The Risk Assessment Information System
Monitor frequently for evidence of cholinergic effects or atropine toxicity e. Large doses hundreds of milligrams are sometimes required. Atropinization may be required for hours to days depending on severity. Administer for 24 hours after cholinergic manifestations have resolved. May require prolonged administration. Repeat initial bolus dose in 1 hour and then every 3 to 8 hours if muscle weakness or fasciculations persist continuous infusion preferred. Intravenous dosing is preferred; however, intramuscular administration may be considered.
A continuous infusion of pralidoxime is generally preferred to intermittent bolus dosing to maintain a target concentration with less variation. Onset of toxicity is variable; most patients will develop symptoms within 6 hours. Patients that remain asymptomatic 12 hours after an ingestion or a dermal exposure are unlikely to develop severe toxicity. However, highly lipophilic agents eg; fenthion can produce initially subtle effects followed by progressive weakness including respiratory failure.
Cholinesterase activity should be determined to confirm the degree of exposure. Determine cholinesterase activity to assess if a significant exposure occurred. Patients who develop signs or symptoms of cholinergic toxicity e. Patients with severe toxicity require rapid administration of large doses, titrate to the endpoint or drying pulmonary secretions. Highly lipophilic organophosphates e. Early oxime administration may prevent aging and shorten clinical manifestations of toxicity.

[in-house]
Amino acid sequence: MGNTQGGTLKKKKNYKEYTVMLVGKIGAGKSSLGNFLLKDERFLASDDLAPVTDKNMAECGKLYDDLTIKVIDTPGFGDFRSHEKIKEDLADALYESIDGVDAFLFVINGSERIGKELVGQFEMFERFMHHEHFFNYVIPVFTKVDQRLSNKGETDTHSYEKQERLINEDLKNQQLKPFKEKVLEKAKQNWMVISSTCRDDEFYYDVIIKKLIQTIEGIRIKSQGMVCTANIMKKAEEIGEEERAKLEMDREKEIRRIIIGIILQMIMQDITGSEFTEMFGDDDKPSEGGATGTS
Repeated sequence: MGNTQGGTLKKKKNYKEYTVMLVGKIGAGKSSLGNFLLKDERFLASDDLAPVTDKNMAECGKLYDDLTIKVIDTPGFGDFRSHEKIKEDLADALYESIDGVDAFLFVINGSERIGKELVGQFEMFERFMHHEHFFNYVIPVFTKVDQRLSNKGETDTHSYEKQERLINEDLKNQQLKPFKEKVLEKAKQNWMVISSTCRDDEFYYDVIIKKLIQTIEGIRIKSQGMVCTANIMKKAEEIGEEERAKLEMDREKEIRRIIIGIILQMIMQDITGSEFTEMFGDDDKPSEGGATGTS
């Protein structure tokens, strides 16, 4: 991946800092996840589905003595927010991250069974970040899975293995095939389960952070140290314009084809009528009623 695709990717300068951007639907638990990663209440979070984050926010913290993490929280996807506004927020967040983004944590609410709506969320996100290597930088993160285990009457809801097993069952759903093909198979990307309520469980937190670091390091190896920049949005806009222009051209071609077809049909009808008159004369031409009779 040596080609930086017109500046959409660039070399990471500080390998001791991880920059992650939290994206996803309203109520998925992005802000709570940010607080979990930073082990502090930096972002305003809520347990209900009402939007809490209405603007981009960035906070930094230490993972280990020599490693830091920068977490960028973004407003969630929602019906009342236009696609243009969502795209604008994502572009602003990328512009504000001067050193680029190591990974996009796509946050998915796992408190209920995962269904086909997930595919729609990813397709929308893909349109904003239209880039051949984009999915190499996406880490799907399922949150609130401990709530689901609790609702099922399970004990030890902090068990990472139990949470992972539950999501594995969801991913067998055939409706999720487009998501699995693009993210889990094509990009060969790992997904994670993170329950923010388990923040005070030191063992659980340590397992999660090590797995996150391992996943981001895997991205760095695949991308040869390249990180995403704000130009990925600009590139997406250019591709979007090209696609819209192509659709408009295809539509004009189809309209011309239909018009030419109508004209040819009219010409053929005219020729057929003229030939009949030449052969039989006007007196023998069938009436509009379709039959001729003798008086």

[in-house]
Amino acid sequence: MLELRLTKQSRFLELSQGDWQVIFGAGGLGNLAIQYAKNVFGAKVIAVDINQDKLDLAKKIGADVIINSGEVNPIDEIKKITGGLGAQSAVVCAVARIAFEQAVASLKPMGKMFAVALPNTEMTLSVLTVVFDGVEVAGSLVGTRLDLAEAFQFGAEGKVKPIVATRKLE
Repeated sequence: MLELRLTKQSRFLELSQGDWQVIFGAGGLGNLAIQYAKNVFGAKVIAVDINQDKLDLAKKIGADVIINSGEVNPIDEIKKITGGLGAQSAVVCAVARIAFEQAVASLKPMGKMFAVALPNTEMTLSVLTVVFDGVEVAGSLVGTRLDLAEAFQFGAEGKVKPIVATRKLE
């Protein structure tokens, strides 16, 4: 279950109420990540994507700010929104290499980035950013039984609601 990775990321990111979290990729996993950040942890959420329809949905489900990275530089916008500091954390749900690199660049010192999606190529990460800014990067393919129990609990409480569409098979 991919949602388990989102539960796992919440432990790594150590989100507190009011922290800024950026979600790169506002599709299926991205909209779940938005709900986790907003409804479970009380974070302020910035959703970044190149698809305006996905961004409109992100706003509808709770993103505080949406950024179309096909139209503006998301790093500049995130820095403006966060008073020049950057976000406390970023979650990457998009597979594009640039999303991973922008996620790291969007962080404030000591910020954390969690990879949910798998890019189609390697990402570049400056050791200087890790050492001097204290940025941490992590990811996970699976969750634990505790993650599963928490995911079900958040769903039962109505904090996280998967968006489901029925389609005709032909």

B Inhaled ipratropium or glycopyrrolate may be useful in addition to intravenous atropine for bronchorrhea and bronchospasm. Inhaled beta agonists may be useful for bronchospasm unresponsive to anticholinergics. Systemic toxicity is unlikely to develop from ocular exposure alone. Remove contaminated clothing, wash skin thoroughly with soap and water. Use universal precautions and nitrile gloves to protect staff from contamination.
A A toxic dose has not been established.
Catalog Record: Toxicological profile for disulfoton | HathiTrust Digital Library
Organophosphates are absorbed across the lung, mucous membranes including gut , and skin. Poisoning depends upon inherent toxicity, dosage, rate of absorption, rate of metabolic breakdown, and prior exposure to other cholinesterase inhibitors. B No inhibition of red cell or plasma cholinesterases was seen in human volunteers administered 0. Accumulation of OPPs in sediments was relatively high and in accordance with the organic matter, except site 5, which have saline alkaline soil.
- Chemical Data Profiles!
- Mastering Technical Mathematics.
- People Cant Drive You Crazy If You Dont Give Them the Keys?
Home : Introduction. Editorial Board. Author Guidelines. Peer Review Process.
- Roseflower Creek?
- 中間検索結果 - NITE-CHRIP （NITE 化学物質総合情報提供システム）.
- The French Wars of Religion, 1562–1629 (New Approaches to European History);